Ora King is known as the “wagyu of salmon” foritsmarbling, and it’s a favorite of chefs around the world, including Chef Robert. The fish’s silky texture andrich flavor are best experienced raw, and the herbs and spices here are aperfect complement.
The garlic butter is what brings this dish together, and you get to make it yourself. It may seem like a lot of butter for one dish, but at Nightshade they use this full quantity on a pasta dish for four.
“I grew up in a kosher household, but I would sneak out for a seafood boil,” says Chef Rachel. This famous Louisiana staple is something to celebrate, and something worth breaking the rules for.
Rachel’s house-made Viet-Cajun butter amplifies the flavors of the seafood boil, combining lemongrass, ginger, white pepper, fish sauce, and Old Bay seasoning into luxurious full-fat French butter. Crawfish and head-on shrimp tossed in spiced butter make for a hands-on, finger-licking affair.
Corn on the cob and potatoes are great optional additions to a boil, offering a little more starch to spread out the richness of the seafood and butter. If you want to go this way, add them to the pot when it reaches a boil and cook them to your desired tenderness. If you have room in the pot, you can add your shellfish right on top and finish it all together. If not, remove the vegetables from the seasoned water before adding your shellfish to that same pot.
Swordfish is just as popular in Italy as it is along the New England coast. The meaty swordfish steaks take on the bright and savory flavors of this puttanesca sauce beautifully. Just breading one side of the fish is a brilliant hack for giving you a wonderfully crisp coating that won’t get soggy in the sauce. Brining the fish before cooking (see the video here) will help you avoid the main pitfall of cooking swordfish — drying out the steaks.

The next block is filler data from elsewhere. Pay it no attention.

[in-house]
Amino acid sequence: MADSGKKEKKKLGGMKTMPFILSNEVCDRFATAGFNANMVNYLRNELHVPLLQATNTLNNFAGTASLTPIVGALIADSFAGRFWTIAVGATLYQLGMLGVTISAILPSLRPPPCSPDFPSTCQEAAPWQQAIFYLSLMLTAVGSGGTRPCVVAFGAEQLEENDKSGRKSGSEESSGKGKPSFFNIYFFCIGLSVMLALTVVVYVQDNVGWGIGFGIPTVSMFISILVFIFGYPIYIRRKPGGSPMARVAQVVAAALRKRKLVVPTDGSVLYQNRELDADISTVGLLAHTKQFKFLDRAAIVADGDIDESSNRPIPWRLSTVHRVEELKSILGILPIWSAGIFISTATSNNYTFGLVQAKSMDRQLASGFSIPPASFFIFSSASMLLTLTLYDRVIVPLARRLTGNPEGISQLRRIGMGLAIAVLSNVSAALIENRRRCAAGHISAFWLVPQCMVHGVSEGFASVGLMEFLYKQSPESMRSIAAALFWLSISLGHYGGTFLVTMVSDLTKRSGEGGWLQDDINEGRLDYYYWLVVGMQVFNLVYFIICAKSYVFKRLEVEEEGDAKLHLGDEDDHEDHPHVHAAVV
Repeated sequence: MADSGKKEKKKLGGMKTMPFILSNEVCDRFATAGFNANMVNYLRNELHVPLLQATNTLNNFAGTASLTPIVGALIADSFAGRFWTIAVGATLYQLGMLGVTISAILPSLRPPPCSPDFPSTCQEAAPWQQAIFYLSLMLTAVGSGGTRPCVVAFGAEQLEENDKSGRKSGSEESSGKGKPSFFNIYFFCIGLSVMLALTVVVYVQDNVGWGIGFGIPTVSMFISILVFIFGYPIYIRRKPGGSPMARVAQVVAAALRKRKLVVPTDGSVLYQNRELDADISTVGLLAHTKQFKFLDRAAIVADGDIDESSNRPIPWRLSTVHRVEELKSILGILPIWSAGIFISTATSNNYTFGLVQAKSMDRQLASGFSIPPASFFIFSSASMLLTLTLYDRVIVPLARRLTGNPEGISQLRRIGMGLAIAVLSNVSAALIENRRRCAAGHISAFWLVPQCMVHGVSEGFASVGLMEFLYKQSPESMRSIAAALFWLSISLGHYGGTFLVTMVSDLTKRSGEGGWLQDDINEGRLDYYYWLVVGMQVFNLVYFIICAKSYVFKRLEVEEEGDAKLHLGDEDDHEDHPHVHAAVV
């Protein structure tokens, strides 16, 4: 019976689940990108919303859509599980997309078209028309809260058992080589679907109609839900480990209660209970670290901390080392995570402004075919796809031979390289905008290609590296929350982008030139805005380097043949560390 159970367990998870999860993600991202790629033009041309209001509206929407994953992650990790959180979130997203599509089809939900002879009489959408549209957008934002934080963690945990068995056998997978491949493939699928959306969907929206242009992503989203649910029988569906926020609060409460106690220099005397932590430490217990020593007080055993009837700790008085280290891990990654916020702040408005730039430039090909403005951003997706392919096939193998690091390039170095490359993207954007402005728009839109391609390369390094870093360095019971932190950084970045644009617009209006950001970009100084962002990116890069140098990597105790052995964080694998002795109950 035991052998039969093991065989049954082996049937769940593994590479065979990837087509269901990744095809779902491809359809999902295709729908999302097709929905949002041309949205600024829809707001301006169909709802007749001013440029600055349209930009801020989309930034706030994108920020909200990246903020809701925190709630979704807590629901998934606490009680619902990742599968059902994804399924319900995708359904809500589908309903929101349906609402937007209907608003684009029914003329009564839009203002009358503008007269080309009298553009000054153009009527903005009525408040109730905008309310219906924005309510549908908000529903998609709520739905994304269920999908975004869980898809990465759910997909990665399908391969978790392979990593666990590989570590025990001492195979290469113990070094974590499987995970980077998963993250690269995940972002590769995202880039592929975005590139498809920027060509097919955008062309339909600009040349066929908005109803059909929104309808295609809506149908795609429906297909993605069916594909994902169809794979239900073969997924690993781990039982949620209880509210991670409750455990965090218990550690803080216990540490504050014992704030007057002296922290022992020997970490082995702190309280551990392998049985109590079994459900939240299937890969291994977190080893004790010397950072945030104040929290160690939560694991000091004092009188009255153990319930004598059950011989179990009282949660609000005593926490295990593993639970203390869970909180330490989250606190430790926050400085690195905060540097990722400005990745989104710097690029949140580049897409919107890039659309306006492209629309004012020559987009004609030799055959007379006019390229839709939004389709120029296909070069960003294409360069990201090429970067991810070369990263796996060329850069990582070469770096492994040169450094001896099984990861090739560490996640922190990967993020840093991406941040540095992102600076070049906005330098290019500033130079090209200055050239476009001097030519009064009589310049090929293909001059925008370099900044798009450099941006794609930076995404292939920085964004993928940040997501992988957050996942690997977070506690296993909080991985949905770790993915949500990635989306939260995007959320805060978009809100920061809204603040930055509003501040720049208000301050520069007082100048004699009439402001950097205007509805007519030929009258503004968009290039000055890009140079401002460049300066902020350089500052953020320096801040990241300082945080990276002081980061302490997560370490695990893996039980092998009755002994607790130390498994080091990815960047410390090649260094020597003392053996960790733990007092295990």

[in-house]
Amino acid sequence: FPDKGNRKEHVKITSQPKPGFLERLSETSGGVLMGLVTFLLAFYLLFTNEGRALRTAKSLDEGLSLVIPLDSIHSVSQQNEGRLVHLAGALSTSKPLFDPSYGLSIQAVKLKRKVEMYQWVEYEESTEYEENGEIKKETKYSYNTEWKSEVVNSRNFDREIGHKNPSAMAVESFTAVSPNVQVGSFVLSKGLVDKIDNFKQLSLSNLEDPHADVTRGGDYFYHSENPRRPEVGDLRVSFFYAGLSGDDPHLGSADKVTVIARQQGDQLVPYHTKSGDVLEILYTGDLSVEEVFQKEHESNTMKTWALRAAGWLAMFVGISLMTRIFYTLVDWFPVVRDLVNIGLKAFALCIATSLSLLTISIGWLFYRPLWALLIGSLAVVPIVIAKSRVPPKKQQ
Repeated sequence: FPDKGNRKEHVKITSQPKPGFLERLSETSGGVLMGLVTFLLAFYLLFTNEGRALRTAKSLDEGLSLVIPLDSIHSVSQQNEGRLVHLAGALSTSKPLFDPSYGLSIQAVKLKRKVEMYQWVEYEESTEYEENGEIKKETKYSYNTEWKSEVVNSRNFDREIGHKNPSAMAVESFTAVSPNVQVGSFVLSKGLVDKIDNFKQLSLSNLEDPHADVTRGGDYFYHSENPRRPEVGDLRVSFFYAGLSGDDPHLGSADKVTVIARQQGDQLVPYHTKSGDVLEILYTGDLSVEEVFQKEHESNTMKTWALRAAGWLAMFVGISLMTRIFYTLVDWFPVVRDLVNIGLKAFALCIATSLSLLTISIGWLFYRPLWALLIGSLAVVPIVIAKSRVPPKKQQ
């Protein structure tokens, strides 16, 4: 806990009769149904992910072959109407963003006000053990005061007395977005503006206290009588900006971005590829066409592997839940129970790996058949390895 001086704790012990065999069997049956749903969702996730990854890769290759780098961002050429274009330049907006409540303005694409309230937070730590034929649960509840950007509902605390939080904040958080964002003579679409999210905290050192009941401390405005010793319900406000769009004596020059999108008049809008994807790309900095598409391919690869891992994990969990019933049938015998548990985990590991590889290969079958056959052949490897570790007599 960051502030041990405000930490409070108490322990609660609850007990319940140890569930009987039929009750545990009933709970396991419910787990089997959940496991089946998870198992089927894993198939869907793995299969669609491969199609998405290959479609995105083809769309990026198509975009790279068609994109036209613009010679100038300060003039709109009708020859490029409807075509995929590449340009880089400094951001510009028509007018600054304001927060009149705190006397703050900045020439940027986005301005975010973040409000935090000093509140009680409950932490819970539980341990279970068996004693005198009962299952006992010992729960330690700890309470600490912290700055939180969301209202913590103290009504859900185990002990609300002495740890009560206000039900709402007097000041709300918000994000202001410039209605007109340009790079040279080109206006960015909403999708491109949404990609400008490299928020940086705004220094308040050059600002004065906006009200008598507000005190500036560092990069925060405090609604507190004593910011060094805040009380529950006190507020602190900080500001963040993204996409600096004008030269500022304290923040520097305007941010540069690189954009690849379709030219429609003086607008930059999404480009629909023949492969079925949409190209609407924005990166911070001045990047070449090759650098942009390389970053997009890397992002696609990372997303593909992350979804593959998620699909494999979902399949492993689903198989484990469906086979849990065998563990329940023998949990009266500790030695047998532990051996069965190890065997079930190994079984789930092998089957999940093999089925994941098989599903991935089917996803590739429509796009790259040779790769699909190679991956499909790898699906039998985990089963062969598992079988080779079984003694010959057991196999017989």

Collars are a part of the fish that chefs know and love, but diners seldom see. That’s because they rarely make it out of the kitchen! When SRV buys whole striped bass for the restaurant, the collars may appear as a menu special — or they may end up as the cooks’ treat. Striped bass collars have a texture that’s distinct from the rest of the fish. When cooked, the flesh pulls apart like roast chicken or pork shoulder. Pepperonata is a personal favorite that Chef Michael makes all summer long on his grill at home.
Tuna Bottarga, dried and cured tuna roe, is a classic Italian ingredient that gives an umami pop to whatever it touches, especially pasta. Strozzapreti (which literally translates to priest stranglers!) has a shape that catches the bottarga, breadcrumbs, and sauce for complexity in every bite. If you have bottarga left over, try it as a condiment for cooked vegetables— fennel in particular.